Calculating Oxygen Percent Saturation

and Comments on Controls of Oxygen Saturation

ZO 419/519 Laboratory Exercises

What is Oxygen Percent Saturation?

Oxygen percent saturation compares an observed oxygen concentration to the absolute solubility of oxygen at a particular water temperature.  This index often takes into account barometric pressure and salinity effects at the measurement site, but usually ignores effects of water pressure at depths below a lake or stream surface.  Solubility of gases increases by an amount equal to the surface saturation concentration for about every 10 m increase in depth.

 %  = ([O2]/[Osat]) x 100
     where,

%    = percent saturation
[O2] = observed oxygen concentration, and
[Osat] = saturated concentration of oxygen at the local temperature (and possibly altitude, barometric preessure, and salinity or conductivity).

On-Line Table of Oxygen Saturation Values

The U. S. Geological Survay has privided an adjustable "DO" table on the World Wide Web with which you can look up the saturated concentration of oxygen at various water temperatures, barometric pressures, and conductivities.
 

Calculating Oxygen Saturation Values

Alternatively, I have fitted a polynomial to oxygen saturation data for standard pressure and 0 salinity that enables calculation of the 100% saturation values in a spreadsheet. NOTE: This procedure assumes 1 atm pressure, and air saturated with water vapor.
The Formula is
where,
 T = water temperature in C.

Correction for Altitude

An increase in altitude decreases the 100% oxygen saturation concentration by about the following percentages: This is actually an air pressure effect, so the most precise values are based on measurement of local barometric pressure when measurements were taken.  For Yates Millpond's altitude of about 75 m, the correction is about  - 1% of the 100% saturation concentration.

Deriving the Formula

The formula was obtained by fitting a third order polynomial to data for 100% saturation concentrations (in mg L-1) over a temperature range from 0 to 30 C.  The improvement in fit was substantial between second and third order polynomials.  Errors of estimate were less than 0.5%, even at temperatures above 30 C.   The R2 value for this fit was 0.99998.

Interpreting Oxygen Saturation Data

In most cases, oxygen saturation levels indicate how much biological processes have affected the water recently.  Community respiration, mainly by bacteria, reduces oxygen concentrations.  The warmer the water and the greater the supply of decomposable organic matter and other bacterial substrates in the water, the faster oxygen concentrations are reduced.  Phytoplankton photosynthesis, plus some contribution from photosynthesis of submersed plants and benthic algae around the shallow edges of a lake or pond, can increase oxygen concentrations above saturated levels, but only during the day when photosynthesis is occurring.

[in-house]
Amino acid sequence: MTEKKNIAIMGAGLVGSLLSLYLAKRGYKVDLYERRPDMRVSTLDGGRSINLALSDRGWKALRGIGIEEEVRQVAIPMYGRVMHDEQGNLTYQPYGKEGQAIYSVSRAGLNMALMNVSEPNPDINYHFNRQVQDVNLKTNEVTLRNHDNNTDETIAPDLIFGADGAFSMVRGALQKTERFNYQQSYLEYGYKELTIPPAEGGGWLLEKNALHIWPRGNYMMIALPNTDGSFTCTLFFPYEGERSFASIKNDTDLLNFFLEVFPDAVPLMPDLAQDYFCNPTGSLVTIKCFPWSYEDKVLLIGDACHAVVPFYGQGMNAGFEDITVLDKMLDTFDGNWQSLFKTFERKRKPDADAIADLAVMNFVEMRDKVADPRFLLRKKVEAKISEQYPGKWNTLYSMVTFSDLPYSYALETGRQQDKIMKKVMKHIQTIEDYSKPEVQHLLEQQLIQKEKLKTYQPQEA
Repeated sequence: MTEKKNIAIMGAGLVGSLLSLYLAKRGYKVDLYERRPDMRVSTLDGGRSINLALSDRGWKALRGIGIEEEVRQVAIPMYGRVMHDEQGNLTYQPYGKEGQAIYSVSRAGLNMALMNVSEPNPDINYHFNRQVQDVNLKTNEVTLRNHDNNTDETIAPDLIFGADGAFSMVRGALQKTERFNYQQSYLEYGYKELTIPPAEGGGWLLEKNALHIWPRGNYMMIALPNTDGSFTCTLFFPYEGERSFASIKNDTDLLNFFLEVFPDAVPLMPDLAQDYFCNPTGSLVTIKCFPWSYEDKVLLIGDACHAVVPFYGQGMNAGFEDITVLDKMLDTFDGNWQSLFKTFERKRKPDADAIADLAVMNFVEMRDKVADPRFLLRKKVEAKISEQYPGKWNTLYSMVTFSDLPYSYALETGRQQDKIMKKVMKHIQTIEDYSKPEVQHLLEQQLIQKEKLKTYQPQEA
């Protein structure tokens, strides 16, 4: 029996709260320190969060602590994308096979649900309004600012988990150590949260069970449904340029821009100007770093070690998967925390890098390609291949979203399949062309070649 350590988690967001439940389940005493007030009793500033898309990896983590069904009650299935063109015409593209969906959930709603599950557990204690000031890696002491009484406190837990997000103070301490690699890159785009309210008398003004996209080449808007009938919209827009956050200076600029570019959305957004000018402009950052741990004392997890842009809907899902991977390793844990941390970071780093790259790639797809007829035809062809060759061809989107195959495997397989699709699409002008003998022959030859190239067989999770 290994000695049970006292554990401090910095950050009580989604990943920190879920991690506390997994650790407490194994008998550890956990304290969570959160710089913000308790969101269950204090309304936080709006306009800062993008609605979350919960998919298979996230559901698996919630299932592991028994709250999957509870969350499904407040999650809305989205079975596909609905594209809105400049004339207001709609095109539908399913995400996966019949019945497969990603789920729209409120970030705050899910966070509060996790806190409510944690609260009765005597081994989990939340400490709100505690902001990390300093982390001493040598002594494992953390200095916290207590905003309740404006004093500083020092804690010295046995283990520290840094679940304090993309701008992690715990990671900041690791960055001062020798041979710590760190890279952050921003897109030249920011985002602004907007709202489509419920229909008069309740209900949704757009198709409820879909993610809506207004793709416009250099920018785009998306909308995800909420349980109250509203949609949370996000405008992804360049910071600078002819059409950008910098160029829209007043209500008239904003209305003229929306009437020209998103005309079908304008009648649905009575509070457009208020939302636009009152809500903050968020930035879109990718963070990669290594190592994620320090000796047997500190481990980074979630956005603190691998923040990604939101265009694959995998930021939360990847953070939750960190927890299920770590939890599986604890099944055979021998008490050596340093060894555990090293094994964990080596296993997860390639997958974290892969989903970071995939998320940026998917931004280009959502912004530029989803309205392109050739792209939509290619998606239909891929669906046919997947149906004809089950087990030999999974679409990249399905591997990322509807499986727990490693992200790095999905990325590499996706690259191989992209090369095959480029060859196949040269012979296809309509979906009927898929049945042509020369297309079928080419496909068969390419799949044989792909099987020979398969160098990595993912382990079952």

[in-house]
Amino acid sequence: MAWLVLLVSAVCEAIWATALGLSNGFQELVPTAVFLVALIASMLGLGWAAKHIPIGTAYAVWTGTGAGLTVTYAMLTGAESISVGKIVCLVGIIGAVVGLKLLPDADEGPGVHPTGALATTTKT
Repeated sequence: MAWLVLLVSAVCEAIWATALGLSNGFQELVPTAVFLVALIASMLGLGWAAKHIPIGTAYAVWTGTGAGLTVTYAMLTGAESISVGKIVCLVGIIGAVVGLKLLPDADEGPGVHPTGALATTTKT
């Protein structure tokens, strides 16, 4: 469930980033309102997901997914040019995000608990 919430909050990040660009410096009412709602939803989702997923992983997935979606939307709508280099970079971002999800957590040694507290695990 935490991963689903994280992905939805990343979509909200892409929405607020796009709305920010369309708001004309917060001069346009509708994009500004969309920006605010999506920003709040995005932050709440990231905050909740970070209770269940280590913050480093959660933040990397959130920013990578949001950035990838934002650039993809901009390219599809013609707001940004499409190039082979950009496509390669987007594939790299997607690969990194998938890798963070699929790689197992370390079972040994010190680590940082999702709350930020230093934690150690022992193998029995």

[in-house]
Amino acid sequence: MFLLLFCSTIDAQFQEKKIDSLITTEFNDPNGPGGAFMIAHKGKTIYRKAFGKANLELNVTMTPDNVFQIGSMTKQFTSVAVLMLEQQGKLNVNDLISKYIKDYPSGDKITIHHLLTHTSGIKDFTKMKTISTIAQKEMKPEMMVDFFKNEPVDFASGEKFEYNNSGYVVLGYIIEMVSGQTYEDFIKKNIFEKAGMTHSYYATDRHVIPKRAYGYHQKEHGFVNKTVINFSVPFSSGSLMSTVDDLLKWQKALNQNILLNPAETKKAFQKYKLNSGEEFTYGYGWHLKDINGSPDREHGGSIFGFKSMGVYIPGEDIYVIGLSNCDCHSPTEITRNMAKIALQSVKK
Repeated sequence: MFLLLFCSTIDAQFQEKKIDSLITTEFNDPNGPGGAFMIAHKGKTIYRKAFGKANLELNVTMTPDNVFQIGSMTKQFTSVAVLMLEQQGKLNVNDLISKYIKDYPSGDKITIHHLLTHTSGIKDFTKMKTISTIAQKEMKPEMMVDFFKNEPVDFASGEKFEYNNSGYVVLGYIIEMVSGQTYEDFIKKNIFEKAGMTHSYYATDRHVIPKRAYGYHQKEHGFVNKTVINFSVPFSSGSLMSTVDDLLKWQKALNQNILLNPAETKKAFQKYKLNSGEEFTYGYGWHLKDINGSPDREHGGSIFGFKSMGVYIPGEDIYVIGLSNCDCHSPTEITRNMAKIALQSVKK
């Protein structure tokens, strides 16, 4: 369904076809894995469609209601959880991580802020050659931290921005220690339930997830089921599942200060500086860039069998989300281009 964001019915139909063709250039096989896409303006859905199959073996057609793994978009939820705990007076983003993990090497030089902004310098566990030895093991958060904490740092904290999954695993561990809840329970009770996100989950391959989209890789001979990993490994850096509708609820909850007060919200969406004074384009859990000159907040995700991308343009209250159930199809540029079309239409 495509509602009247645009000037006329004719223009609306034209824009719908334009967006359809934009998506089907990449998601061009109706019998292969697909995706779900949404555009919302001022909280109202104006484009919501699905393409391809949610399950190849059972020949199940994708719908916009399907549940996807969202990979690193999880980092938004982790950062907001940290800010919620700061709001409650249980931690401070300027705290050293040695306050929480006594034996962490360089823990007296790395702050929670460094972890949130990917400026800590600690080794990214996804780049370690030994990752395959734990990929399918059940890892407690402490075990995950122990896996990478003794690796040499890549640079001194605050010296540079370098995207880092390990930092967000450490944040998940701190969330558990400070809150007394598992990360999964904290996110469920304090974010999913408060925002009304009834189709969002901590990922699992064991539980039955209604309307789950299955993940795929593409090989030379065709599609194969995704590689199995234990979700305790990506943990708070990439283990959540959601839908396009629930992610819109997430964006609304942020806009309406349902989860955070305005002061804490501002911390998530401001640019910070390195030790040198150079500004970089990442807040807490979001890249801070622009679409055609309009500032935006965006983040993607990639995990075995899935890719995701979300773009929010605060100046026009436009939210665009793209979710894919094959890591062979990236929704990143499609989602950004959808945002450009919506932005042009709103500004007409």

Small amounts of ground water that are low in oxygen due to decay processes in the soil seep into Yates Millpond from underwater springs, reducing the average oxygen concentrations in pond layers that have the same density as the spring water.  Spring water loacally tends to be about 11 oe 12 C, so under most stratified conditions in this pond, the spring water should sink to the deepest parts of the pond.  In addition, conductivities are higher in spring water than in surface runoff, and this factor also causes the spring water to sink to the deepest areas.  While the seepage contributes insignificantly to pond flow, it will accumulate in the pond while warmer, less salty surface runoff flows right through, over the dam.  Under loner-lasting, stratified conditions, anaerobic, nutrient-rich, low-oxygen water may fill the hypolimnion from the bottom upwards.

Water just at the surface of lakes should always be at or close to 100% saturation because exchange of oxygen with the air by diffusion and wave turbulence usually occurs at a faster rate than photosynthesis or respiration.  The last time water at any given depth was part of the mixed layer, oxygen concentrations were saturated, that is, brought into equilibrium with the air.  Once a layer of water is isolated by thrmal stratification, it's oxygen concentration begins to change as a net result of biological processes.

In enriched or contaminated lakes, changes due to biological activity may exceed physical exchange rates even at the surface, and saturation levels may be much higher or lower than 100% at any depth, even near the surface.  Supersaturation is frequently observed near the surface of Yates Millpond on hot, still days.


Return to the ZO 419 / 519 Home Page


Maintained by Sam Mozley, s_mozley@ncsu.edu.

Last modified on Auguist 7, 2002